Trans-Tasman bubble to open on 19 April


Trans-Tasman bubble to open on 19 April
The New Zealand Government has announced the commencement date for the two-way trans-Tasman travel bubble.

Prime Minister Jacinda Ardern announced on Tuesday that quarantine-free travel between Australia and New Zealand will commence at 11.59pm on 18 April.

“Cabinet was presented with advice today that conditions for opening up quarantine-free travel with Australia had been met,” Ardern said.

“The Director-General of Health considers the risk of transmission of COVID-19 from Australia to New Zealand to now be low, and that quarantine-free travel would be safe to commence.”

Ardern announced a framework for managing the travel bubble should there be an outbreak in Australia.

If a case is found that is clearly linked to a border worker in a quarantine facility and is well contained, travel will likely continue.

However, if a case is found that is not clearly linked to the border, and a state responded by a short lockdown to identify more information, flights would likely be paused from that state.

If there are multiple cases of unknown origin, flights would likely be suspended for a set period of time.

“In each situation travellers in an affected state should expect two things,” Ardern said.

“First, they must follow the guidelines locally. Second, when travel does resume and they’re able to come to New Zealand again, they could be asked to do one of four things depending on the risk.

“Either, simply monitor their symptoms on return. Two, take a test before they depart. Three, isolate on arrival. Or four, possibly, in some situations, go into managed isolation for up to 14 days.”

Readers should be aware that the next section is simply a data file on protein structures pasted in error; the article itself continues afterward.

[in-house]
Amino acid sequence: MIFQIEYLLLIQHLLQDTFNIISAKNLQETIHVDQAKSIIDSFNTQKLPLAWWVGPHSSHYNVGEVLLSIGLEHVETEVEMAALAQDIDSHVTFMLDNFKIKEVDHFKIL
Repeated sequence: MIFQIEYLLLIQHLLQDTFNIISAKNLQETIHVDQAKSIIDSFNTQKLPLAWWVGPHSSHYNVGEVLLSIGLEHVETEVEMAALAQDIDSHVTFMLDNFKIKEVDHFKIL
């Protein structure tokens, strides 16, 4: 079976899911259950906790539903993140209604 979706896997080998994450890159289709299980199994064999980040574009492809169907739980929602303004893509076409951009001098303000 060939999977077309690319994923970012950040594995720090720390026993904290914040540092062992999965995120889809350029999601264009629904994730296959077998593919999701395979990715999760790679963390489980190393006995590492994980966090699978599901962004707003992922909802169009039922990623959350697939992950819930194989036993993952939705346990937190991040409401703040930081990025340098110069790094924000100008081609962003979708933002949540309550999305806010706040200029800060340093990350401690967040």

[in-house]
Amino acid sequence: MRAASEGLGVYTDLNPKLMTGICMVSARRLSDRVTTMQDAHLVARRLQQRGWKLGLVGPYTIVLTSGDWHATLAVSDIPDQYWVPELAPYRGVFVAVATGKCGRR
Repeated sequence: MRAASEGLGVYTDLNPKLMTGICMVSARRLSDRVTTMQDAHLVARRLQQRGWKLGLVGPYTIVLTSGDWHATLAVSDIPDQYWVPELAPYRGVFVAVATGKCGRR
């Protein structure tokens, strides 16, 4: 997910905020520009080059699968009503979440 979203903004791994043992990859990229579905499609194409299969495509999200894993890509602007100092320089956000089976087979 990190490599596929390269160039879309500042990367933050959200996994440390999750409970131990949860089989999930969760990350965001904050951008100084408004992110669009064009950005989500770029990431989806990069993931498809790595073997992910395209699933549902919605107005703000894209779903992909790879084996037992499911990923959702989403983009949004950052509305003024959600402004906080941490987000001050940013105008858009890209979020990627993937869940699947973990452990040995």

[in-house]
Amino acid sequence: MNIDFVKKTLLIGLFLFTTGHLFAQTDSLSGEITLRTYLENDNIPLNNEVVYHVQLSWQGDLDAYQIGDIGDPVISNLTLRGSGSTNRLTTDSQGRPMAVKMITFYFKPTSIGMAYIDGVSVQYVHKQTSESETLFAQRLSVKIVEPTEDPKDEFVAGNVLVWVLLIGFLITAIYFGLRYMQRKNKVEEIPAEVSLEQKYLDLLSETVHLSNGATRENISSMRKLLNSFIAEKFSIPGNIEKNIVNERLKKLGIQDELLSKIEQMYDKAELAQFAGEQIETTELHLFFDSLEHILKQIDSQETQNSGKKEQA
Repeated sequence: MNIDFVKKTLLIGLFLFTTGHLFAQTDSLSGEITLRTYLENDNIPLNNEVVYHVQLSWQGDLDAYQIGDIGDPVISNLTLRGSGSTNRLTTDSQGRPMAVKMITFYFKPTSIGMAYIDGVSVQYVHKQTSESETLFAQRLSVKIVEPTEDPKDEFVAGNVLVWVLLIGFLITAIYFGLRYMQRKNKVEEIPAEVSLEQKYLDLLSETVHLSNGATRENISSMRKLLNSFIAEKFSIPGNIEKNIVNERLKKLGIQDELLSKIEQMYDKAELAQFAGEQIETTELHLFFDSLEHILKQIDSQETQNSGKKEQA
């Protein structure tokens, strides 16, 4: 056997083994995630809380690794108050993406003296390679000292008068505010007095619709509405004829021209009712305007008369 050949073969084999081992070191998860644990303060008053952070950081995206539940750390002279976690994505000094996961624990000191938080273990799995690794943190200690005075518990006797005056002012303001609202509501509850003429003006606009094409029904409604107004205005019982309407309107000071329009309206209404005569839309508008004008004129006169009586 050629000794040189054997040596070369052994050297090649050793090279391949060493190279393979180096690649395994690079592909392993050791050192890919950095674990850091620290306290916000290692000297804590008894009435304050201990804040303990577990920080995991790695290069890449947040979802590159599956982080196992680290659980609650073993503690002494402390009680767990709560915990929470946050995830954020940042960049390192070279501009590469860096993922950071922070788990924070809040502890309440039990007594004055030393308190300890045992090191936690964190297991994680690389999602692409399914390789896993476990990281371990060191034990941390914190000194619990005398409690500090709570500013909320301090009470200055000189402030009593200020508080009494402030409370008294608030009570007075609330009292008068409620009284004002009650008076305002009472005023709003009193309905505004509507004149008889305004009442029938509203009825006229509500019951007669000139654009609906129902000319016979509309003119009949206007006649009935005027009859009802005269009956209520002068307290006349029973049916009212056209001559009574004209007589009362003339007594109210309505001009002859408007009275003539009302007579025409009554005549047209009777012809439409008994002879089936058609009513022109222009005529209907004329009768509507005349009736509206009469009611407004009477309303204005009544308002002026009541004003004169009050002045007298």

Ardern has warned that anyone choosing to travel between Australia and New Zealand will do so at their own risk should there be a COVID outbreak in either country.

“While we absolutely wish to encourage family and friends to reunite and visitors to come and enjoy the hospitality New Zealand is ready and waiting to offer, those undertaking travel on either side of the ditch will do so under the guidance of ‘flyer beware’,” she said.

“People will need to plan for the possibility of travel being disrupted if there is an outbreak.”

The prime minister also provided a snapshot of what a traveller coming from Australia to New Zealand can expect.

When those in Australia make the decision to come to New Zealand, they’ll be making a booking on what is called a ‘green zone flight’, on which there’ll be no passengers who have come from anywhere but Australia in the last 14 days.

They will also be flown from crew who have not flown on any high-risk routes for a set period of time.

Passengers will need to provide comprehensive information on how they can be contacted while in New Zealand.

They won’t be able to travel if they have cold or flu symptoms.

Passengers will be required to wear masks on flights and will be asked to download and use the NZ COVID Tracer app.

Upon arrival, passengers will go through ‘green zones’ at the airport, where there’ll be no contact with those arriving from other parts of the world and going into managed isolation or quarantine facilities.

There will also be random temperature checks for passengers.

It comes after Air New Zealand ramped up its flight schedule from the 19 April, adding an extra 19 return flights between Auckland and Sydney.

Airlines in both countries have increased their operations, rehiring and retraining cabin crew and airport staff.

Before the COVID-19 pandemic closed borders, the trans-Tasman route one of the world’s busiest international corridors. There were 47,555 flights between Australia and New Zealand each year, carrying 7.27 million passengers.



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